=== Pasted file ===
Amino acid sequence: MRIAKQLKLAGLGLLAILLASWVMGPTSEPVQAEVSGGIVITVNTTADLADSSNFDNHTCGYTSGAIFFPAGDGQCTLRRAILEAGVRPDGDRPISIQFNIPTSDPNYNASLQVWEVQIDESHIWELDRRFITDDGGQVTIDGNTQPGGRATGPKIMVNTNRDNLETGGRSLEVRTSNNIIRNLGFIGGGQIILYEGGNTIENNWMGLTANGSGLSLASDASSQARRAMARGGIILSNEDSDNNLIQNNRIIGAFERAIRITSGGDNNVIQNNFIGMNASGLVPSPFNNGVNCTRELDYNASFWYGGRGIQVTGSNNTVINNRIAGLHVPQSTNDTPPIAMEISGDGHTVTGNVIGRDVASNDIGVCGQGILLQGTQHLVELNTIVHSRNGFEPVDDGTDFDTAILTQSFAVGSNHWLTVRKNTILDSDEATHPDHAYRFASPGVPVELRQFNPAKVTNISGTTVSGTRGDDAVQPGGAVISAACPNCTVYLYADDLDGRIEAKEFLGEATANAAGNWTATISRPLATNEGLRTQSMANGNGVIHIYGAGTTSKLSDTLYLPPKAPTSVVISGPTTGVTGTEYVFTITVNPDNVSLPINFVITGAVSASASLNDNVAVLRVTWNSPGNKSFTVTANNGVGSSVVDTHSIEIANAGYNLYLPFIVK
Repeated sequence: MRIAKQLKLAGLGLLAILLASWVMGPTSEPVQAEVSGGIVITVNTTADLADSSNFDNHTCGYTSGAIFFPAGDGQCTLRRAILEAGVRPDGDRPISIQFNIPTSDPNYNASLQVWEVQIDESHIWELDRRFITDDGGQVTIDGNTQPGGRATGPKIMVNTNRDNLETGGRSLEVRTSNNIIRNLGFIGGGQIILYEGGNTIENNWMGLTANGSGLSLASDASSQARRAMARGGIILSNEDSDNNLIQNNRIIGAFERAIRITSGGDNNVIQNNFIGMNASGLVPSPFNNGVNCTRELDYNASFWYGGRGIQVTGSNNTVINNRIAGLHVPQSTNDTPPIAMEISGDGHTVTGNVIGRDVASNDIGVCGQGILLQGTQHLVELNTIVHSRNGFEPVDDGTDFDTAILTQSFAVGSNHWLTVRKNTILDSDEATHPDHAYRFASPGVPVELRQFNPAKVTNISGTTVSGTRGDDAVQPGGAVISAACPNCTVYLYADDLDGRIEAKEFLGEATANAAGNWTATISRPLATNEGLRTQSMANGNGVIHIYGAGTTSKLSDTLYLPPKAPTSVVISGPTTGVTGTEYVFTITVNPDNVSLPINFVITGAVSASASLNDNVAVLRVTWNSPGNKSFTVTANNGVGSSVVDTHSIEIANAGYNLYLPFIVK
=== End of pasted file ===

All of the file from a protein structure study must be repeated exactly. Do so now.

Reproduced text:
Amino acid sequence: MRIAKQLKLAGLGLLAILLASWVMGPTSEPVQAEVSGGIVITVNTTADLADSSNFDNHTCGYTSGAIFFPAGDGQCTLRRAILEAGVRPDGDRPISIQFNIPTSDPNYNASLQVWEVQIDESHIWELDRRFITDDGGQVTIDGNTQPGGRATGPKIMVNTNRDNLETGGRSLEVRTSNNIIRNLGFIGGGQIILYEGGNTIENNWMGLTANGSGLSLASDASSQARRAMARGGIILSNEDSDNNLIQNNRIIGAFERAIRITSGGDNNVIQNNFIGMNASGLVPSPFNNGVNCTRELDYNASFWYGGRGIQVTGSNNTVINNRIAGLHVPQSTNDTPPIAMEISGDGHTVTGNVIGRDVASNDIGVCGQGILLQGTQHLVELNTIVHSRNGFEPVDDGTDFDTAILTQSFAVGSNHWLTVRKNTILDSDEATHPDHAYRFASPGVPVELRQFNPAKVTNISGTTVSGTRGDDAVQPGGAVISAACPNCTVYLYADDLDGRIEAKEFLGEATANAAGNWTATISRPLATNEGLRTQSMANGNGVIHIYGAGTTSKLSDTLYLPPKAPTSVVISGPTTGVTGTEYVFTITVNPDNVSLPINFVITGAVSASASLNDNVAVLRVTWNSPGNKSFTVTANNGVGSSVVDTHSIEIANAGYNLYLPFIVK
Repeated sequence: MRIAKQLKLAGLGLLAILLASWVMGPTSEPVQAEVSGGIVITVNTTADLADSSNFDNHTCGYTSGAIFFPAGDGQCTLRRAILEAGVRPDGDRPISIQFNIPTSDPNYNASLQVWEVQIDESHIWELDRRFITDDGGQVTIDGNTQPGGRATGPKIMVNTNRDNLETGGRSLEVRTSNNIIRNLGFIGGGQIILYEGGNTIENNWMGLTANGSGLSLASDASSQARRAMARGGIILSNEDSDNNLIQNNRIIGAFERAIRITSGGDNNVIQNNFIGMNASGLVPSPFNNGVNCTRELDYNASFWYGGRGIQVTGSNNTVINNRIAGLHVPQSTNDTPPIAMEISGDGHTVTGNVIGRDVASNDIGVCGQGILLQGTQHLVELNTIVHSRNGFEPVDDGTDFDTAILTQSFAVGSNHWLTVRKNTILDSDEATHPDHAYRFASPGVPVELRQFNPAKVTNISGTTVSGTRGDDAVQPGGAVISAACPNCTVYLYADDLDGRIEAKEFLGEATANAAGNWTATISRPLATNEGLRTQSMANGNGVIHIYGAGTTSKLSDTLYLPPKAPTSVVISGPTTGVTGTEYVFTITVNPDNVSLPINFVITGAVSASASLNDNVAVLRVTWNSPGNKSFTVTANNGVGSSVVDTHSIEIANAGYNLYLPFIVK